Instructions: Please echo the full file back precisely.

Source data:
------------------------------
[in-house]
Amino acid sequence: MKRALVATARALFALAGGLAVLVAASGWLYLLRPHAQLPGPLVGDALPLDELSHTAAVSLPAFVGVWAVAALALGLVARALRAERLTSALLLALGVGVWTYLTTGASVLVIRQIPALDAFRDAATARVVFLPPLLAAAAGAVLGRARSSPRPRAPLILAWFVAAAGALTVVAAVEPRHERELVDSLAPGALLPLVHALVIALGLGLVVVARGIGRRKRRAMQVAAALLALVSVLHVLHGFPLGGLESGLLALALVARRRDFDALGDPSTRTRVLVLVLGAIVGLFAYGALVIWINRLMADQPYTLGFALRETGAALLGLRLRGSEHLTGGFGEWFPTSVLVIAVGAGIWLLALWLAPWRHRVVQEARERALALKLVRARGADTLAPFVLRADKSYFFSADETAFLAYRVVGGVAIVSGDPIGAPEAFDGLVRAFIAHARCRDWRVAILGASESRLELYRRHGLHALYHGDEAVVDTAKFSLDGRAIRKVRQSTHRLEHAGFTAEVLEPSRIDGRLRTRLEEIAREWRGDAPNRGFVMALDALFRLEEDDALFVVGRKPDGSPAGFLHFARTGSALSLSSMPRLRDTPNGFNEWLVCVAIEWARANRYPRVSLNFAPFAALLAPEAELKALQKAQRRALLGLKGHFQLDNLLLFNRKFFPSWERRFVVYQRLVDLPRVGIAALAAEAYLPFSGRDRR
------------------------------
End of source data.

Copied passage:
[in-house]
Amino acid sequence: MKRALVATARALFALAGGLAVLVAASGWLYLLRPHAQLPGPLVGDALPLDELSHTAAVSLPAFVGVWAVAALALGLVARALRAERLTSALLLALGVGVWTYLTTGASVLVIRQIPALDAFRDAATARVVFLPPLLAAAAGAVLGRARSSPRPRAPLILAWFVAAAGALTVVAAVEPRHERELVDSLAPGALLPLVHALVIALGLGLVVVARGIGRRKRRAMQVAAALLALVSVLHVLHGFPLGGLESGLLALALVARRRDFDALGDPSTRTRVLVLVLGAIVGLFAYGALVIWINRLMADQPYTLGFALRETGAALLGLRLRGSEHLTGGFGEWFPTSVLVIAVGAGIWLLALWLAPWRHRVVQEARERALALKLVRARGADTLAPFVLRADKSYFFSADETAFLAYRVVGGVAIVSGDPIGAPEAFDGLVRAFIAHARCRDWRVAILGASESRLELYRRHGLHALYHGDEAVVDTAKFSLDGRAIRKVRQSTHRLEHAGFTAEVLEPSRIDGRLRTRLEEIAREWRGDAPNRGFVMALDALFRLEEDDALFVVGRKPDGSPAGFLHFARTGSALSLSSMPRLRDTPNGFNEWLVCVAIEWARANRYPRVSLNFAPFAALLAPEAELKALQKAQRRALLGLKGHFQLDNLLLFNRKFFPSWERRFVVYQRLVDLPRVGIAALAAEAYLPFSGRDRR